In Houston, Hurricane Harvey Aid Has Been First Responders, 'Texans Helping Texans'
RACHEL MARTIN, HOST:
All morning, we are bringing you updates on the devastation in Houston and other areas in Texas that have been ravaged by Tropical Storm Harvey. Michael Walter is public information officer for the Office of Emergency Management in Houston. He joins us now on the line. Thanks so much for being with us.
MICHAEL WALTER: Thank you.
MARTIN: Michael, where are you right now, and what are you seeing?
WALTER: So I've been in the city's emergency operations center since this started. We have representation here from all of our first-response agencies. We have representation from the U.S. Coast Guard, a lot of state and federal agencies, as well. And, really, our job is to try to keep visibility of what's going on in the city, make sure that our response agencies have what they need and coordinate the way that the city, the county, the state of Texas, the federal government, nonprofit partners and the business sector work together to try to help folks get through what is a pretty catastrophic event for our city.
MARTIN: So you have been in the hub of the emergency effort there. Have you been able to, with your own eyes, see the devastation?
WALTER: I have been able to briefly venture out. You know, really our job here is to maintain visibility. And so we do have cameras all throughout the city. You know, we've been seeing the coverage just like everybody else. And it's heartbreaking for us. This is our city. This is - these are our neighbors. These are our friends. And, you know, our job is to ensure that we can do everything humanly possible to try to relieve the suffering and to get the help out to those who need it.
MARTIN: Earlier in the program, we talked with the vice president of the American Red Cross, who said that this was, in his long career in emergency management - this is the worst disaster he has ever seen because the flooding is already so bad and is expected to get worse. How do you feel the emergency management process is unfolding right now? Is the situation as under control as it as it should be?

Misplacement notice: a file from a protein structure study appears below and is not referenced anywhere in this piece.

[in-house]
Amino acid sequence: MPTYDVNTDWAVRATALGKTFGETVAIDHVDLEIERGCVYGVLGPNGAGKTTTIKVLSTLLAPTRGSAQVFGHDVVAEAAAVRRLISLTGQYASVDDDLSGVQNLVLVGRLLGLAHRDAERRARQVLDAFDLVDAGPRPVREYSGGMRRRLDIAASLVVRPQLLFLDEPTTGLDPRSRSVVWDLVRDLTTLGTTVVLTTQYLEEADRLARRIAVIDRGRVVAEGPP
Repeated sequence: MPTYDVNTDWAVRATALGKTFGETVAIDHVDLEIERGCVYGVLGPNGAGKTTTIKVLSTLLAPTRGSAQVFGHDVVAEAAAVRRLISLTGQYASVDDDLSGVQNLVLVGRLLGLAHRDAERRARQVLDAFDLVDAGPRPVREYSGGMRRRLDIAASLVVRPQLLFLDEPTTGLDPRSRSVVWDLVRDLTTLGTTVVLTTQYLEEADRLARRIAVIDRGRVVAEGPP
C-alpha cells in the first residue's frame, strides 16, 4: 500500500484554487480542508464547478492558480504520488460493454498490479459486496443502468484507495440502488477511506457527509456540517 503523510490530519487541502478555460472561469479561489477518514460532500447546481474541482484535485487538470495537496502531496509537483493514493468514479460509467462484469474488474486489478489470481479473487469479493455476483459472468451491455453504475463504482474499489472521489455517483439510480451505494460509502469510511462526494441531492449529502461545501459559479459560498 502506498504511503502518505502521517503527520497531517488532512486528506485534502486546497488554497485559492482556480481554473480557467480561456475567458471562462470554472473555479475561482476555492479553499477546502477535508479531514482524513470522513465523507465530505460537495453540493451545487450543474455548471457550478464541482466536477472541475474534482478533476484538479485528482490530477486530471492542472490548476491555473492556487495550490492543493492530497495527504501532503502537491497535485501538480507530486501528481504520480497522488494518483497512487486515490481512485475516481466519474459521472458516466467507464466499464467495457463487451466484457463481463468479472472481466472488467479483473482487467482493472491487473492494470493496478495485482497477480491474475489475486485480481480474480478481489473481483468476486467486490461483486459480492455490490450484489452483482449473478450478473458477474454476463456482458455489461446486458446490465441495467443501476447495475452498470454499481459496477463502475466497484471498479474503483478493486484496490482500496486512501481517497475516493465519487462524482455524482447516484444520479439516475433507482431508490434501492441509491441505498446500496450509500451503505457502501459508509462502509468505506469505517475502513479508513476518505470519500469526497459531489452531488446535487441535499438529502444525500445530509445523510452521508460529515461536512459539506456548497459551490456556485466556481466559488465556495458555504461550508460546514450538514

WALTER: So one of the things we have to remember is that these are disasters. And these are things that - you know, we can make the best forecasts about what's going to happen. And, oftentimes, those don't materialize the best way. What I can tell you is that I have never seen so much coordination. I have never seen such a request - when a request goes out, I've never seen so many agencies so willing to jump in and help.
There's a lot of things we can manage. And then there's a lot of things we can't. And all we can do is get our resources out there the best we can. We've seen an incredible response from the United States Coast Guard, assisting our residents as many of them become trapped in their homes. We've also seen neighbors helping neighbors.
WALTER: And that's - you know, we can have all the first responders in the world. You can call in the National Guard. You can call in all sorts of resources. But, ultimately, Texans helping Texans is what is going to help us get through this.
MARTIN: Just seconds remaining - you say that coordination is good right now. Is that because of lessons learned in previous storms?
WALTER: It's lessons learned in previous storms. And here in Texas, we have a very robust emergency management system because of that threat from tropical storms. And, you know, just being the size that we are, we are blessed to have that here.
MARTIN: Michael Walter, public information officer for the Office of Emergency Management in Houston. Thanks so much for your time.
WALTER: Thank you.
NPR transcripts are created on a rush deadline by Verb8tm, Inc., an NPR contractor, and produced using a proprietary transcription process developed with NPR. This text may not be in its final form and may be updated or revised in the future. Accuracy and availability may vary. The authoritative record of NPR’s programming is the audio record.